Dialkylcarbamoyl chloride-impregnated dressing for the prevention of surgical site infection in women undergoing cesarean section: a pilot study
CONSORT 2010 flow diagram of the recruitment process and randomizationCS – cesarean section, DACC – dialkylcarbamoyl chloride.
© Copyright Policy - open-access
Related In: Results  -  Collection

License
Show All Figures
getmorefigures.php?uid=PMC5016568&req=5

Figure 0001: CONSORT 2010 flow diagram of the recruitment process and randomizationCS – cesarean section, DACC – dialkylcarbamoyl chloride.
Mentions: In the period between December 2013 and March 2014 at the Department of Obstetrics, Gynecology and Oncology 193 patients underwent CS, and 31 of them did not meet the study inclusion criteria. One hundred and sixty-two participants were randomized, however 20 women (10 in each group) did not report for scheduled follow-up visits and were excluded from the analysis, leaving a total of 142 eligible patients. The number of participants evaluable for final analysis was equal in both groups – 71 patients in the group with a DACC-impregnated dressing (study group) and in the group with a standard surgical dressing (control group). The patient recruitment process and randomization are summarized in the CONSORT 2010 flow diagram (Figure 1).

View Article: PubMed Central - PubMed

ABSTRACT

Introduction: Incisional surgical site infections (SSIs) occur in approximately 1.8–9.2% of patients undergoing cesarean section (CS) and contribute to prolonged hospitalization time and increased treatment costs. Dressings impregnated with dialkylcarbamoyl chloride (DACC) are an innovative approach to wound treatment based on a solely physical mechanism of action, and therefore can be used safely and without time restrictions in women during the puerperal and lactation period.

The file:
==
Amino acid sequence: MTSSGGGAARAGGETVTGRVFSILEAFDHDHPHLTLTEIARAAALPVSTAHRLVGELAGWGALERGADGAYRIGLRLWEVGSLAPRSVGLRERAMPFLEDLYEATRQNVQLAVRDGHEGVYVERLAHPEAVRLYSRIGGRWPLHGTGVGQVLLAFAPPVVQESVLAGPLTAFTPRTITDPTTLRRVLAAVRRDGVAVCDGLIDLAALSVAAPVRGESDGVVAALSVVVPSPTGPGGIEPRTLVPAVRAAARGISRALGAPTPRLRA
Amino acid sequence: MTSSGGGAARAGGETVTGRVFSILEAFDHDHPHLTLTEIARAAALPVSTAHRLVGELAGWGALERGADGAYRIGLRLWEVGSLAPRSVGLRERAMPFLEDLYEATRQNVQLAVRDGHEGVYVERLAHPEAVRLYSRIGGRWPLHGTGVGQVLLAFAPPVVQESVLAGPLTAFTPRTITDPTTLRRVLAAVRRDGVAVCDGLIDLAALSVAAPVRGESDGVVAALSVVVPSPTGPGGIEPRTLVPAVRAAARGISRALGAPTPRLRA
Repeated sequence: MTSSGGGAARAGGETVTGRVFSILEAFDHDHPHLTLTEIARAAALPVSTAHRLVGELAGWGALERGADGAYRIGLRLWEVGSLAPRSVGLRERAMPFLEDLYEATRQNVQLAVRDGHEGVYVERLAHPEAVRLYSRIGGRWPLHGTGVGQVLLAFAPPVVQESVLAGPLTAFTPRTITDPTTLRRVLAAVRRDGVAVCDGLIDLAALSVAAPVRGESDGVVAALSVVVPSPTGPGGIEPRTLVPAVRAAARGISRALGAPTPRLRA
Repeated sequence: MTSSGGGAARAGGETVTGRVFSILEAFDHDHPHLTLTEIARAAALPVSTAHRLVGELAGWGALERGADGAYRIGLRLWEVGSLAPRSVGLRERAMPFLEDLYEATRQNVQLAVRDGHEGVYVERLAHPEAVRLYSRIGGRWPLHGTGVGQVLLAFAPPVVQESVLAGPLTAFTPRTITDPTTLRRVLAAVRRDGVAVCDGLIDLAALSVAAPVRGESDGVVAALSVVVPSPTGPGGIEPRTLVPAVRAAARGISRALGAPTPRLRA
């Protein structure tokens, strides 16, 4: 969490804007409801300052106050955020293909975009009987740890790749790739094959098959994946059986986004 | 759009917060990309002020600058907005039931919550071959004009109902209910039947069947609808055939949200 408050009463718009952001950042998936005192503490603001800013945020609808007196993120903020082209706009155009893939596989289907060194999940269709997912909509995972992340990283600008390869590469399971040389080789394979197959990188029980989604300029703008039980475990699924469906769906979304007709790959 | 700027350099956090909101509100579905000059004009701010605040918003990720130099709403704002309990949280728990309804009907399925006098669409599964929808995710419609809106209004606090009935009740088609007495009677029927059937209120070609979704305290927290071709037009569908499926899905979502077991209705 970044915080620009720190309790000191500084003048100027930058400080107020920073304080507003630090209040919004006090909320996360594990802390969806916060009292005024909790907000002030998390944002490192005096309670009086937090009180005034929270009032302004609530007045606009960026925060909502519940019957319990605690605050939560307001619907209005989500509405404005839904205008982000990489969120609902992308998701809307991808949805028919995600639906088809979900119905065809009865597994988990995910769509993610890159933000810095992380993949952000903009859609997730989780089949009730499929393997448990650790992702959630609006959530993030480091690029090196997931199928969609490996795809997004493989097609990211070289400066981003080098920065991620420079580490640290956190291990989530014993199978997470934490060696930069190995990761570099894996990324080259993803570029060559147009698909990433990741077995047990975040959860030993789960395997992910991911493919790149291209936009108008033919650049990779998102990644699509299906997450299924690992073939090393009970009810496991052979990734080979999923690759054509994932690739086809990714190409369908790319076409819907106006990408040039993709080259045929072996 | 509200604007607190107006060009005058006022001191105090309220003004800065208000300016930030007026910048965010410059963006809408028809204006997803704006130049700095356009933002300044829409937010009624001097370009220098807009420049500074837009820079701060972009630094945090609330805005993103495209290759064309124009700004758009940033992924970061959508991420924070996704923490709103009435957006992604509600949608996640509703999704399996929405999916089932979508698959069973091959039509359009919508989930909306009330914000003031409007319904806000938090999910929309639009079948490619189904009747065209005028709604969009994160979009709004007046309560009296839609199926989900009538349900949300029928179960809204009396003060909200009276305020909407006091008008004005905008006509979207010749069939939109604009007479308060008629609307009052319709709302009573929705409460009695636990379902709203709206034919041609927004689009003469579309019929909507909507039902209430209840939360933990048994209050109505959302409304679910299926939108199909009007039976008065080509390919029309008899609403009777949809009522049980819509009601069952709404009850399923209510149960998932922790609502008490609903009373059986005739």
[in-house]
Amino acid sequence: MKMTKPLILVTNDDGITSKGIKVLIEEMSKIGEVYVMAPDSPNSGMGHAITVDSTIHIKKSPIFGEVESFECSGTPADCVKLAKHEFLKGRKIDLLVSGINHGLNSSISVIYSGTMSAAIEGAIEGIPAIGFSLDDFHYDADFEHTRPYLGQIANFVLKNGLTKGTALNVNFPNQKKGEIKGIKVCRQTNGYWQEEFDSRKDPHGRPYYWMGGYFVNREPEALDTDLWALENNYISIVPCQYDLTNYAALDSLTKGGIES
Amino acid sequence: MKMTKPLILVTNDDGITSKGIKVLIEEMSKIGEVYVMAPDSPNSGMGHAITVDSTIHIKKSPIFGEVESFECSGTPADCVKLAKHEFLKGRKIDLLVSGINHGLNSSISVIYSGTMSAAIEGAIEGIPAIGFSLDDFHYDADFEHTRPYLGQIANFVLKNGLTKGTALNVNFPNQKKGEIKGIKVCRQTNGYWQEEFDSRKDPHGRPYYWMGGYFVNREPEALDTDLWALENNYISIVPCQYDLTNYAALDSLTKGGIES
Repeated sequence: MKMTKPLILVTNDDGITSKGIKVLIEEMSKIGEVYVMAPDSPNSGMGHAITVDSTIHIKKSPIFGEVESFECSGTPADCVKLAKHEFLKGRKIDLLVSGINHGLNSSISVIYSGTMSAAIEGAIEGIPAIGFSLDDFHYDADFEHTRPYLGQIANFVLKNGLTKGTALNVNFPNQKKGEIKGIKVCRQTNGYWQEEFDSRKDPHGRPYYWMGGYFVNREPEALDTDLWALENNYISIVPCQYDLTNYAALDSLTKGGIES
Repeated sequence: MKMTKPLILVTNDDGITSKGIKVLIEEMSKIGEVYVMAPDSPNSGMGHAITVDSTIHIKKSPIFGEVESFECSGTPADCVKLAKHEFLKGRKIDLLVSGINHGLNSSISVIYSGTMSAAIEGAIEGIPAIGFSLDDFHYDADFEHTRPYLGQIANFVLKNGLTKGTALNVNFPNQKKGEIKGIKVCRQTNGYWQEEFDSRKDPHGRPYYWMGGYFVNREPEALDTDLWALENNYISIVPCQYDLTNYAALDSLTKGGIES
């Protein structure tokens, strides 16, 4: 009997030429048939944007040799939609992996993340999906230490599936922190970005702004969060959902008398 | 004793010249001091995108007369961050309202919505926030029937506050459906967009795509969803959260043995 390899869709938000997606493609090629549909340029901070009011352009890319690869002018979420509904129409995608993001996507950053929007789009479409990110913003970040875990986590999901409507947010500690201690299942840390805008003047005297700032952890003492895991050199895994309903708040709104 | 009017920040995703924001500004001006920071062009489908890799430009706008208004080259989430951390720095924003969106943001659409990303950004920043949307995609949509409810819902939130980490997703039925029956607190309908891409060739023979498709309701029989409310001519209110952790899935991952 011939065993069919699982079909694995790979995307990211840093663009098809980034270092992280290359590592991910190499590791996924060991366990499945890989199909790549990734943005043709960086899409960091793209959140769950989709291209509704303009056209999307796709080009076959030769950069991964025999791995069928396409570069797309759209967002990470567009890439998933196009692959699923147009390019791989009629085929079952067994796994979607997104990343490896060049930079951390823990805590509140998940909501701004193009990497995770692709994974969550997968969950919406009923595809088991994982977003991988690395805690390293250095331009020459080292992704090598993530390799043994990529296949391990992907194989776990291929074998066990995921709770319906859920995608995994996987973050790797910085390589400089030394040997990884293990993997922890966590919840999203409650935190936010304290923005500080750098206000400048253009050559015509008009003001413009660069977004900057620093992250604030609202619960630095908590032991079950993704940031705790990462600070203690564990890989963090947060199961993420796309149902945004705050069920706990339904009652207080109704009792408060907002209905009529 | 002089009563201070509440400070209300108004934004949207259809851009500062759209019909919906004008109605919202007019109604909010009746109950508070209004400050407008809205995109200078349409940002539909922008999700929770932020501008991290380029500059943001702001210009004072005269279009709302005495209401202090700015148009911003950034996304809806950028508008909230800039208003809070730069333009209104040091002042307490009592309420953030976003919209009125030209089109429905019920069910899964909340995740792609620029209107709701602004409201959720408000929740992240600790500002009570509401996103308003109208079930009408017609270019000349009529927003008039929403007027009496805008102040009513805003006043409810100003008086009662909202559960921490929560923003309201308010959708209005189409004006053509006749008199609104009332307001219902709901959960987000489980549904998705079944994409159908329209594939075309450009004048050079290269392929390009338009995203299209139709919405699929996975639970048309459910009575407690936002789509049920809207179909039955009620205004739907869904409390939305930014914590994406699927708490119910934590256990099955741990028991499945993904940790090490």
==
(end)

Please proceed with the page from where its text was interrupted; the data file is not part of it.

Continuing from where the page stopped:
Material and methods: A single-blinded randomized, controlled pilot study was conducted at the Mazovian Bródno Hospital, a tertiary care hospital, between December 2013 and March 2014, and it evaluated the presence of superficial and deep SSIs in patients during the first 14 days after a CS. Patients were randomly allocated to receive treatment with either a DACC dressing or a standard surgical dressing.

Results: One hundred and forty-two patients after planned or emergency CS were enrolled in the study. No significant differences between the groups were observed with regard to patients’ basic demographic and perioperative characteristics. The rate of superficial and deep SSIs was 2.8% in the group of patients who received a DACC dressing compared to 9.8% in the group with a standard surgical dressing (p = 0.08). Patients with SSIs who received a standard surgical dressing required systemic antibiotic therapy significantly more frequently (p = 0.03). Based on the logistic regression model developed, the pre-pregnancy body mass index was the only statistically significant risk factor for SSI (p = 0.015).

Conclusions: The results of the pilot study indicate a decreasing tendency of the SSI rate in patients after a CS who received DACC impregnated dressings.

No MeSH data available.